The Central Bureau of Judicial Investigations reports to the DGST; the DGST and DGSN report to the Ministry of Interior. While Interior Minister Abdelouafi Laftit nominally sits on the government cabinet, he is one of few ministers appointed by the palace with no political party affiliation. From the lowest-ranking officers to the hierarchy of officials up to the minister himself, the Ministry of Interior is entirely independent of party politics and elected institutions. For several years, King Mohammed singled out the Ministry of Interior in royal speeches, showering the country’s security forces with praise.

Silencing Dissent

This royal praise coincided with the mounting repression of the Hirak Movement, protests against corruption and brutality that began in the northern Rif region after fish vendor Mouhcine Fikri was crushed to death inside a garbage truck on police orders. After Fikri’s killing, the protests spread across the country, tapping into popular frustrations among Moroccans at the government’s poor governance and increasing repression. But by mid-2019, the authorities had officially quashed the movement and upheld the 20-year prison sentences of the movement’s leaders. Security forces then began to turn their attention to silencing other critical voices, including journalist Taoufik Bouachrine, journalist Hajar Raissouni, and rapper Lgnawi, among others. By February 2020, the ongoing arrests of critical voices solicited the condemnation of Human Rights Watch, which documented the numerous charges filed against dissenters. 

The latest target has been journalist and activist Omar Radi. Radi already faced arrest in December 2019 over a tweet where he criticized a judge’s verdict against Hirak Movement activists, after which he was charged and sentenced for “insulting a public servant.” Then on June 22, Amnesty International published a report revealing findings that Radi’s phone had been compromised by spyware from NSO Group, the Israeli firm that has become a subject of controversy for having sold technology to notorious rights abusers like Saudi Arabia. Prior to these revelations, Morocco had an established record of using spyware to target activists and journalists, including members of citizen media collective Mamfakinch, historian Maati Monjib, and lawyer Abdessadak El Bouchattaoui, among others. Instead of responding to the concerning details of the report, media outlets with close ties to security services began publishing a series of articles that defamed Radi and disclosed private information from his personal life from people close to him. Also since the report’s publication, Radi has been called to appear for interrogation eight times on allegations of espionage. While Radi is yet to be formally charged, the investigation remains open, and he continues to be summoned to questioning in what organizations and human rights officials have widely condemned as the state’s ongoing harassment of yet another journalist and activist.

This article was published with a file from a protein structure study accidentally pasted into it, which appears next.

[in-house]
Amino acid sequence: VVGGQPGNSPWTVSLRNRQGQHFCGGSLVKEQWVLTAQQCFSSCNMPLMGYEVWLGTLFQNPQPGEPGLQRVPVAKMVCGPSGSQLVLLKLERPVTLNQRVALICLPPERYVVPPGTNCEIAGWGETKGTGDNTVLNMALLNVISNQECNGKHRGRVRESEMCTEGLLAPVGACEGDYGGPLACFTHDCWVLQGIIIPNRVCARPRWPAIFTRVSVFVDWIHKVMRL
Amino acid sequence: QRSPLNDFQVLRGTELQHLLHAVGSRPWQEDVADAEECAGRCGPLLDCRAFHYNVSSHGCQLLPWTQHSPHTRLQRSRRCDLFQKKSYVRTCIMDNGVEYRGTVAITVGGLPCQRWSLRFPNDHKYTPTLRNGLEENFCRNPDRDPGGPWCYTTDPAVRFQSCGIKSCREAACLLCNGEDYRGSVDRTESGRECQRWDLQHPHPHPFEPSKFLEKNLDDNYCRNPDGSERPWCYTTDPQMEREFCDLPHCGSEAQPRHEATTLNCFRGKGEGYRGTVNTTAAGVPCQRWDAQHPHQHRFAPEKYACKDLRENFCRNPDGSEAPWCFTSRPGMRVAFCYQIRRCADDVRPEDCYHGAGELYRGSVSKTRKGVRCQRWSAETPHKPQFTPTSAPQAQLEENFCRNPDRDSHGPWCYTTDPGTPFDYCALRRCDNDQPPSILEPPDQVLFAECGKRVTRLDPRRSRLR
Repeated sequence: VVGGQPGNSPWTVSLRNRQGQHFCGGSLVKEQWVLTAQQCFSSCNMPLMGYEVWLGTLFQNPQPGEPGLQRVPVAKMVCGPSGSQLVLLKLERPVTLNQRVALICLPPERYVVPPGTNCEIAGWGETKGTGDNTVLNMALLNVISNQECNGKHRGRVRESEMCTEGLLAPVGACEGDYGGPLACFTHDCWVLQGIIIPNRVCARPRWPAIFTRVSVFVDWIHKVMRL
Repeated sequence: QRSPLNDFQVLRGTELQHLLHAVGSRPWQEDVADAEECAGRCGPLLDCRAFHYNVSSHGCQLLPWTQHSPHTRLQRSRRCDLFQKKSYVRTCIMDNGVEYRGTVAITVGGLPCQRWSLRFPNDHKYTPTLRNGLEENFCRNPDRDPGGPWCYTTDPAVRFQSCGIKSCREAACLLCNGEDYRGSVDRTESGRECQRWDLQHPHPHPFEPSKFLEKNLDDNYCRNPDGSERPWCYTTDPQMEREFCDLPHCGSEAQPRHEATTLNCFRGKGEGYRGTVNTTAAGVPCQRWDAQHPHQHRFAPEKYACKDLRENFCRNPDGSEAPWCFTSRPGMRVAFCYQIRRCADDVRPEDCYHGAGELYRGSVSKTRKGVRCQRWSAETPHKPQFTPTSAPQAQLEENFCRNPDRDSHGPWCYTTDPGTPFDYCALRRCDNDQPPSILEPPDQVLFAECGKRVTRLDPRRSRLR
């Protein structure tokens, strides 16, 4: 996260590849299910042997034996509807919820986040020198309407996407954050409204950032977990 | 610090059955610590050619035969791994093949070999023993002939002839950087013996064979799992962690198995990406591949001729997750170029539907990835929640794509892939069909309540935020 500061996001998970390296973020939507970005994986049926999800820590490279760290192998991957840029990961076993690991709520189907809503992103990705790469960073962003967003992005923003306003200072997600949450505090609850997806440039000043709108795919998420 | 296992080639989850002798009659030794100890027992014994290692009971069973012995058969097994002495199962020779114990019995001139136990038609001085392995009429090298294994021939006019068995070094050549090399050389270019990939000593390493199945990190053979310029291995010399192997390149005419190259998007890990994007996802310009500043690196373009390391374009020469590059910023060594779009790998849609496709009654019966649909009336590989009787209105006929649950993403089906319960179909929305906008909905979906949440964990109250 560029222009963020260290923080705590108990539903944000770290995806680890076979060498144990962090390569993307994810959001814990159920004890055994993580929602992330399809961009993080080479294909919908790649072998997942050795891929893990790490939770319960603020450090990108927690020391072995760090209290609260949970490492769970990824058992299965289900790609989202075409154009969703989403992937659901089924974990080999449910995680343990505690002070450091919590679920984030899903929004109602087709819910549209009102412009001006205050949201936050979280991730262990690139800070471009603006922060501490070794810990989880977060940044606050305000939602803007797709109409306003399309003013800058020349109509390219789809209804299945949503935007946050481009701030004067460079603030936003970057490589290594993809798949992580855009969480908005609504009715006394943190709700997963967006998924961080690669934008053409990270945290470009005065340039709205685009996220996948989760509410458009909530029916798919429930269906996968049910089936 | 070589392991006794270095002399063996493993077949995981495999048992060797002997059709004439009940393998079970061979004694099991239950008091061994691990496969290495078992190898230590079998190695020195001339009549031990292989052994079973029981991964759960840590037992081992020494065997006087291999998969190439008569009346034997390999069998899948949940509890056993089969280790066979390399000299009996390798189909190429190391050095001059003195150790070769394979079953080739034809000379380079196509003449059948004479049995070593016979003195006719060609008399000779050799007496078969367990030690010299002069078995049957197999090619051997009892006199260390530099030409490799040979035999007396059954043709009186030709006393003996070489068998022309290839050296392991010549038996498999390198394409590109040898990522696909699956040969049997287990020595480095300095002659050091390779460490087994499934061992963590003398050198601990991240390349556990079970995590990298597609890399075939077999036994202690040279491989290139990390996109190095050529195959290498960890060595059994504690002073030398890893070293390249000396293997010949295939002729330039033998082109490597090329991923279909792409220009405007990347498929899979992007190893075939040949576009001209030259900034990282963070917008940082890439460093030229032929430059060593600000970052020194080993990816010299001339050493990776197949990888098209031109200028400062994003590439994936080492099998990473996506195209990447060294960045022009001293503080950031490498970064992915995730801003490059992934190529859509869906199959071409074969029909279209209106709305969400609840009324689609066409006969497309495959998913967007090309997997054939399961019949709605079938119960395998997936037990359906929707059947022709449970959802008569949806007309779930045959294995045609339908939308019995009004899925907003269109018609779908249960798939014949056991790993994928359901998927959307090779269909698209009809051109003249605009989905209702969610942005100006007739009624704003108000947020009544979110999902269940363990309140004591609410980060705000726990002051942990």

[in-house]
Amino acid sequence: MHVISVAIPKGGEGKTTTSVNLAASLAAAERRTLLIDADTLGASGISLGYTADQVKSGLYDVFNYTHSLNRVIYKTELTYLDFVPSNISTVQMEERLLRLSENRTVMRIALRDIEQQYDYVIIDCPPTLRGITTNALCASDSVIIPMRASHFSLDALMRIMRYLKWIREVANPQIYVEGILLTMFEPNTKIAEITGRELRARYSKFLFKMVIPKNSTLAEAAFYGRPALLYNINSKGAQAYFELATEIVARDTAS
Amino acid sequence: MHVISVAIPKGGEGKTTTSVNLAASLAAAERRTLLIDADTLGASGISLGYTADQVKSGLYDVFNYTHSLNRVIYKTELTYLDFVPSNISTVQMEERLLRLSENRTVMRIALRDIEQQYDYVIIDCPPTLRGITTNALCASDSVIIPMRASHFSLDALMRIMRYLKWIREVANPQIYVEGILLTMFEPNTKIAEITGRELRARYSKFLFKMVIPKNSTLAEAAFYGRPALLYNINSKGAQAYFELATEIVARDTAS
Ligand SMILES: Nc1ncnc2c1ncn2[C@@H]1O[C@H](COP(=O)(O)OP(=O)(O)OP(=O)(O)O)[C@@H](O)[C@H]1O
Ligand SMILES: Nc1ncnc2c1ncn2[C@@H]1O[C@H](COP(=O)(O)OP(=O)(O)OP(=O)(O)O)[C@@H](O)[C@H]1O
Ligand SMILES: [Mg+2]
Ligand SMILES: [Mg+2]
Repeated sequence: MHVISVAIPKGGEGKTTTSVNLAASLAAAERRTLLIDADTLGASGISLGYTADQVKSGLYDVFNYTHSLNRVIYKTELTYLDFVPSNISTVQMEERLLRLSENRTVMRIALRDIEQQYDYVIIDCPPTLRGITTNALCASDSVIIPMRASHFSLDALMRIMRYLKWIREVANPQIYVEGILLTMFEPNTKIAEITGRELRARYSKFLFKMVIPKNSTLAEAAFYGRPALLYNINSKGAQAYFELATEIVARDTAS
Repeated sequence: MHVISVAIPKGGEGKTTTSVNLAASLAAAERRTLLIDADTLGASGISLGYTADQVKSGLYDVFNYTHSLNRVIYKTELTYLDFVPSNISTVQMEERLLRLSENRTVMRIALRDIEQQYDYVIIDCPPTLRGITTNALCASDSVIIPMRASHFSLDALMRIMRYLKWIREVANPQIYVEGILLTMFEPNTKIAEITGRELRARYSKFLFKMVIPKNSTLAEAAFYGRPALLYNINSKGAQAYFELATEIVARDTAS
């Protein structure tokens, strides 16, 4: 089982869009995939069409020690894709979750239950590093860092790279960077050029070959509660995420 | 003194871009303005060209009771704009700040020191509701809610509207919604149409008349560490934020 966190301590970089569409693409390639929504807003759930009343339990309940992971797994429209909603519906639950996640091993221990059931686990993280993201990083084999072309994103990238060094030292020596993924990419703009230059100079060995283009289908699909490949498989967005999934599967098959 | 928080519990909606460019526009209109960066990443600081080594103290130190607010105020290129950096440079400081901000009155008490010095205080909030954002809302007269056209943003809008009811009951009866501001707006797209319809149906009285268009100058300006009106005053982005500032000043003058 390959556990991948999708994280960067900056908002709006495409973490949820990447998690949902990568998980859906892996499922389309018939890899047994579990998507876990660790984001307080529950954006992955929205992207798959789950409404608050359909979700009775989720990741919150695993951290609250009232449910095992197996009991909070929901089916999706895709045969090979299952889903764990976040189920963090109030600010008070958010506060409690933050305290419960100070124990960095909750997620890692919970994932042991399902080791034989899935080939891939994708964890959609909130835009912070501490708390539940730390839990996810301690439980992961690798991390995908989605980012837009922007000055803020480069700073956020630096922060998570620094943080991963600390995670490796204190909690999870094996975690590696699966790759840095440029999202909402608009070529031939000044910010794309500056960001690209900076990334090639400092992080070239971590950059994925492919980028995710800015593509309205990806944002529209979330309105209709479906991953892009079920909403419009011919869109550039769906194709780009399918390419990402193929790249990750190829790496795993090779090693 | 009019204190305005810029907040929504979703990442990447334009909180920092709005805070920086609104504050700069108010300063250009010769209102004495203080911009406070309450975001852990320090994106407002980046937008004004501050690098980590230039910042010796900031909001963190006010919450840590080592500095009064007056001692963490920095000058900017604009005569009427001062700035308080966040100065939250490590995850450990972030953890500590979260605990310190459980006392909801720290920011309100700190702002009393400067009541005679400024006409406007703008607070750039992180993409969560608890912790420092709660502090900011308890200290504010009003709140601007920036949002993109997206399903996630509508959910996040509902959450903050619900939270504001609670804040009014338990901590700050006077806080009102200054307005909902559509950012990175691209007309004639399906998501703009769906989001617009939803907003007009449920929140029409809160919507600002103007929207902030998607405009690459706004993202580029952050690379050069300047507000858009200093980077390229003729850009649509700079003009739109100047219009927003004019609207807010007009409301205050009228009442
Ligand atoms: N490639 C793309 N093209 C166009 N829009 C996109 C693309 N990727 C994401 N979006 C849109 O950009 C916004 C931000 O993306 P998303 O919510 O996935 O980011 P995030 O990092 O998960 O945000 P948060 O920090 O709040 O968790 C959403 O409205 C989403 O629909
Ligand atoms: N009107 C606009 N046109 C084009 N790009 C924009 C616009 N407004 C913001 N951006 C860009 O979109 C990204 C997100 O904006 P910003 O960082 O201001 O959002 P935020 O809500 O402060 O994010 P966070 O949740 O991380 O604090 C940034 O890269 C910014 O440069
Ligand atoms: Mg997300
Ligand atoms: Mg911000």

Radi’s case, and those that came before him, indicate that Morocco’s vision of preserving national security comes at the expense of constraining rights and freedoms. These worrying developments are becoming even more relevant in light of Morocco’s growing collaboration with international intelligence and security agencies — especially the United States, France, and Spain. The growing powers of the Ministry of Interior — a ministry whose leaders are appointed by the palace and entirely independent of elections and party politics — stand at odds with the seemingly negligible powers that the 2011 constitution was believed to have granted to elected institutions. Sitting at the top is a monarchy that continues to treat dissent as a national security threat and respond with repression instead of heeding the recurring demands for change emanating from society. Eventually, Morocco (and its international partners) will have to contend with the human costs of national security as the country’s much-needed independent and critical voices continue to be silenced.

Samia Errazzouki is currently pursuing her PhD in the Department of History at the University of California – Davis and a co-editor with Jadaliyya. Ms. Errazzouki previously worked as a journalist based in Morocco, reporting for the Associated Press, and later with Reuters. She Tweets at @S_Errazzouki

The views expressed in this article are those of the author and not an official policy or position of the Newlines Institute.